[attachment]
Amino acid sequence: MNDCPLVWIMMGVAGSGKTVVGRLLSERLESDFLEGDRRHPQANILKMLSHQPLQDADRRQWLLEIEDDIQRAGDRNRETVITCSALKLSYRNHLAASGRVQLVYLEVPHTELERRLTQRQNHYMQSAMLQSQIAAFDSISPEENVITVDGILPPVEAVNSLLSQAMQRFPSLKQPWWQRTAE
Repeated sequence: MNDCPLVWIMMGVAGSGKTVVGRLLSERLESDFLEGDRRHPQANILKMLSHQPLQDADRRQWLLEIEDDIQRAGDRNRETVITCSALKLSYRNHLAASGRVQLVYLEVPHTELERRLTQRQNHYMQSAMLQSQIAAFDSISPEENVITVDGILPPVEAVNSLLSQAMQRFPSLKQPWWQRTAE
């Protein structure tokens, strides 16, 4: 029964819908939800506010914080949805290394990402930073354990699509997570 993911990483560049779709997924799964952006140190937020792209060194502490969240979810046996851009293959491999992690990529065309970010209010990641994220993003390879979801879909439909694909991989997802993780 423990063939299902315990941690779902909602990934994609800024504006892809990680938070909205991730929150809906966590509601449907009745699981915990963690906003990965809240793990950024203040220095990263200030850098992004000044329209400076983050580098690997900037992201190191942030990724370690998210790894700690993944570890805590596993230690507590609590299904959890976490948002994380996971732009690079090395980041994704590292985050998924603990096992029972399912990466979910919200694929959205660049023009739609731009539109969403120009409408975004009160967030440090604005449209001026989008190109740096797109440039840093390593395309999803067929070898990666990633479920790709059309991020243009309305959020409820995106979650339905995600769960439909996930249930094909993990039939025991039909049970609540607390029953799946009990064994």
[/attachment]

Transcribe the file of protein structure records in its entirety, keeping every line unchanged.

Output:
Amino acid sequence: MNDCPLVWIMMGVAGSGKTVVGRLLSERLESDFLEGDRRHPQANILKMLSHQPLQDADRRQWLLEIEDDIQRAGDRNRETVITCSALKLSYRNHLAASGRVQLVYLEVPHTELERRLTQRQNHYMQSAMLQSQIAAFDSISPEENVITVDGILPPVEAVNSLLSQAMQRFPSLKQPWWQRTAE
Repeated sequence: MNDCPLVWIMMGVAGSGKTVVGRLLSERLESDFLEGDRRHPQANILKMLSHQPLQDADRRQWLLEIEDDIQRAGDRNRETVITCSALKLSYRNHLAASGRVQLVYLEVPHTELERRLTQRQNHYMQSAMLQSQIAAFDSISPEENVITVDGILPPVEAVNSLLSQAMQRFPSLKQPWWQRTAE
């Protein structure tokens, strides 16, 4: 029964819908939800506010914080949805290394990402930073354990699509997570 993911990483560049779709997924799964952006140190937020792209060194502490969240979810046996851009293959491999992690990529065309970010209010990641994220993003390879979801879909439909694909991989997802993780 423990063939299902315990941690779902909602990934994609800024504006892809990680938070909205991730929150809906966590509601449907009745699981915990963690906003990965809240793990950024203040220095990263200030850098992004000044329209400076983050580098690997900037992201190191942030990724370690998210790894700690993944570890805590596993230690507590609590299904959890976490948002994380996971732009690079090395980041994704590292985050998924603990096992029972399912990466979910919200694929959205660049023009739609731009539109969403120009409408975004009160967030440090604005449209001026989008190109740096797109440039840093390593395309999803067929070898990666990633479920790709059309991020243009309305959020409820995106979650339905995600769960439909996930249930094909993990039939025991039909049970609540607390029953799946009990064994």